by John Zada
In the summer of 2010, Tim McGrady took over management of an undeveloped eco-lodge on a far-flung stretch of B.C. coast. Little did the 48-year-old Comox resident know at the time that within less than four years, he would help turn the business into one of the most talked about First Nations success stories in the province.
“Many people didn’t think we could succeed,” says McGrady. “Operating a world-class eco-cultural resort in a remote B.C. community has significant challenges. But we’re doing it, and the impact has been unbelievably positive.”
McGrady is the manager of the Spirit Bear Lodge, located in the village of Klemtu, roughly 500 kilometres north of Vancouver. A hamlet – population 450 – Klemtu is situated in the heart of the Great Bear Rainforest, and is the seat of the Kitasoo/Xai’xais First Nation.
Since McGrady took over operation of the lodge, people from around the world have been flocking in ever-greater numbers to Klemtu in the hopes of getting a glance of the area’s most famous resident: the elusive white Spirit Bear. Also known as the Kermode, the Spirit Bear is a black bear with a recessive gene that gives it a light-coloured coat. The animal’s shy nature, small population and limited distribution have made it one of the most widely sought creatures on the planet by wildlife enthusiasts.
With McGrady’s help and vision, the lodge, collectively owned by the First Nation, has been providing much-needed jobs and a source of revenue for the community. It has also become an important node through which the Kitasoo conduct ecological and conservation activities. As a result of all this, Klemtu has experienced a significant revitalization.
A smattering of work experiences has helped McGrady execute his challenging role. After 15 years working as a sea kayaking guide in both Mexico and British Columbia, McGrady was hired to work at B.C.’s Knight Inlet Lodge – the first grizzly bear viewing resort in Canada. After cutting his teeth in this crucial role, McGrady spent several years helping big corporations with their leadership and team-building efforts.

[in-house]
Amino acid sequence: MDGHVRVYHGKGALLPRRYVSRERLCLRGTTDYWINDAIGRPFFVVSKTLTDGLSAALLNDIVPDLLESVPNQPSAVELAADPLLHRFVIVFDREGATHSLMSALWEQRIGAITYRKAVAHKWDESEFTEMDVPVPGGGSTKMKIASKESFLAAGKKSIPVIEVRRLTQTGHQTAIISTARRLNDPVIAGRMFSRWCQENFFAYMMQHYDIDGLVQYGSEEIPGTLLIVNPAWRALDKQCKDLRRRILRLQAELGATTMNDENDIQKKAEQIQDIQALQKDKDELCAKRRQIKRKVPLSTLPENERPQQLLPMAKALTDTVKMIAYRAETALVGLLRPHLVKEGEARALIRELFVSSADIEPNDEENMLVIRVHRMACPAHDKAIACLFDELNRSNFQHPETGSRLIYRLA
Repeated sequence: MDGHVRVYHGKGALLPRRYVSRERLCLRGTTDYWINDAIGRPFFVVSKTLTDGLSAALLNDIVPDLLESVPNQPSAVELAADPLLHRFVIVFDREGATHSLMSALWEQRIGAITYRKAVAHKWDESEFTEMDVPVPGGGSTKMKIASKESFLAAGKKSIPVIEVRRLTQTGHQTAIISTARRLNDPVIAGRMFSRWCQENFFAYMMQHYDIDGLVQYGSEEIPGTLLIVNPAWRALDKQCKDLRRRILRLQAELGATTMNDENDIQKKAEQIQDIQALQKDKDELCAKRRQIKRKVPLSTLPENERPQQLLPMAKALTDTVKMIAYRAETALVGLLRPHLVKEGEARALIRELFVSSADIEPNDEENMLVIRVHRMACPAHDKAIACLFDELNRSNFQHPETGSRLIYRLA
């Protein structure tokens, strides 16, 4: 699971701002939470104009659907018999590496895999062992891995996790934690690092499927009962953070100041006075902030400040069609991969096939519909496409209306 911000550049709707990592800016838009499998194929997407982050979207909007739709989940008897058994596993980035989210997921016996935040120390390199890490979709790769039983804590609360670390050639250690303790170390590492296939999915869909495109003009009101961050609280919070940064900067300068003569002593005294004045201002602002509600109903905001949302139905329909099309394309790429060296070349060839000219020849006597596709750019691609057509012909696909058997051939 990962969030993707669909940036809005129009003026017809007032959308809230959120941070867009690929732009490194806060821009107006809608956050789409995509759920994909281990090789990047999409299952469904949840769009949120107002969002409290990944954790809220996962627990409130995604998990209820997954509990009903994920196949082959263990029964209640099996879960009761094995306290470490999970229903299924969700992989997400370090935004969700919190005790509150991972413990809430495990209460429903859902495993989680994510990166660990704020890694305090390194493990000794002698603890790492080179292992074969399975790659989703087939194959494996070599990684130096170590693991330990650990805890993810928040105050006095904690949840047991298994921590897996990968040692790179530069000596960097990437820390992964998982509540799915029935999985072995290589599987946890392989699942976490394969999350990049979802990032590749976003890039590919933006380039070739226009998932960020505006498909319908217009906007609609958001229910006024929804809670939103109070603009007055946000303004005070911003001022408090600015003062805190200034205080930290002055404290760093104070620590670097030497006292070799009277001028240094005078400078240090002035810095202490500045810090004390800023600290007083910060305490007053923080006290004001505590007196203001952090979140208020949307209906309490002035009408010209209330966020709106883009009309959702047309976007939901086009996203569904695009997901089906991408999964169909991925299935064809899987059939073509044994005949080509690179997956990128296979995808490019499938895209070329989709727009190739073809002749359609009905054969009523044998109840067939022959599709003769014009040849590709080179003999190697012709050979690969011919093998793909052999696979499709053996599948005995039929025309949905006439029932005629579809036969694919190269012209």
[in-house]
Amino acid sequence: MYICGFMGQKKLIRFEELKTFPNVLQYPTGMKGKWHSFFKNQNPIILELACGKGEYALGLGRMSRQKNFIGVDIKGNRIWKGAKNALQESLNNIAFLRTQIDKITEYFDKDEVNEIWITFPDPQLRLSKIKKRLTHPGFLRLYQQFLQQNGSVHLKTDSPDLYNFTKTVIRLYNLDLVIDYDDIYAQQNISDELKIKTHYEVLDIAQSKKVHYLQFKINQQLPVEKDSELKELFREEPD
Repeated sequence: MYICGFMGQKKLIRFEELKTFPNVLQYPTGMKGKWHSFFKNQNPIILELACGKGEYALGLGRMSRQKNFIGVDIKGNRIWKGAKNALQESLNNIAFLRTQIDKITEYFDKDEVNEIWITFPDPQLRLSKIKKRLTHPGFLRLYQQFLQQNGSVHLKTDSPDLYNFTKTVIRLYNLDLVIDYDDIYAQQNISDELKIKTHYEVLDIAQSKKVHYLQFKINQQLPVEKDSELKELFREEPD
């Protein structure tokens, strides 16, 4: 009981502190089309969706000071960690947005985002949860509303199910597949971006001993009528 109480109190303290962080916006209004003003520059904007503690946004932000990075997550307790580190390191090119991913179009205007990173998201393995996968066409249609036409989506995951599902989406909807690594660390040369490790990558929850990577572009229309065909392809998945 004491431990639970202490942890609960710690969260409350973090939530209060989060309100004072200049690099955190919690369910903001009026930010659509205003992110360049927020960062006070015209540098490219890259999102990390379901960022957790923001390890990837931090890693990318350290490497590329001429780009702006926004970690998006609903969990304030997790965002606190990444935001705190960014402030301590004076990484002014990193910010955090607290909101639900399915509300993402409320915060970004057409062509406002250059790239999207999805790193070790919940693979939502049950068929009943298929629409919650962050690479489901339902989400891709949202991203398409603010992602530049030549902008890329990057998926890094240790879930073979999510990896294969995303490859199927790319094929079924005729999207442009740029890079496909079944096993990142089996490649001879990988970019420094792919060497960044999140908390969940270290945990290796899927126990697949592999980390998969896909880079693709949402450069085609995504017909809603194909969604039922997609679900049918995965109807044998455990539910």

But by 2009, McGrady yearned to get back to doing work that was more environmental and grass-roots oriented. When friends, who had been managing Klemtu’s nascent lodge, suggested he take over the role, he saw an opportunity.
“At the time, this place was just stumbling along,” McGrady says. “It had a lot of the pieces, but everything was out of step. I saw what was needed to make it work – and I went for it.”
Since then, the Spirit Bear Lodge has grown by leaps and bounds. The resort, which previously ran just at peak bear viewing season (between late August and early October), is now open in June. New cultural experiences are also on offer, like this summer’s In Search of Bukwus Tour, which, in addition to some bear viewing will take in areas where the legendary Sasquatch (known locally as “Bukwus”) has been spotted.
For McGrady – who can be seen on any given day at the lodge managing its multifarious operations like a symphony conductor – the resort has huge potential to both grow and sustainably benefit the community and its environment.
“It’s a great adventure,” McGrady says. “That’s what my life has always been about. And this is on a pretty grand scale. I can’t wait to see where it all goes.”
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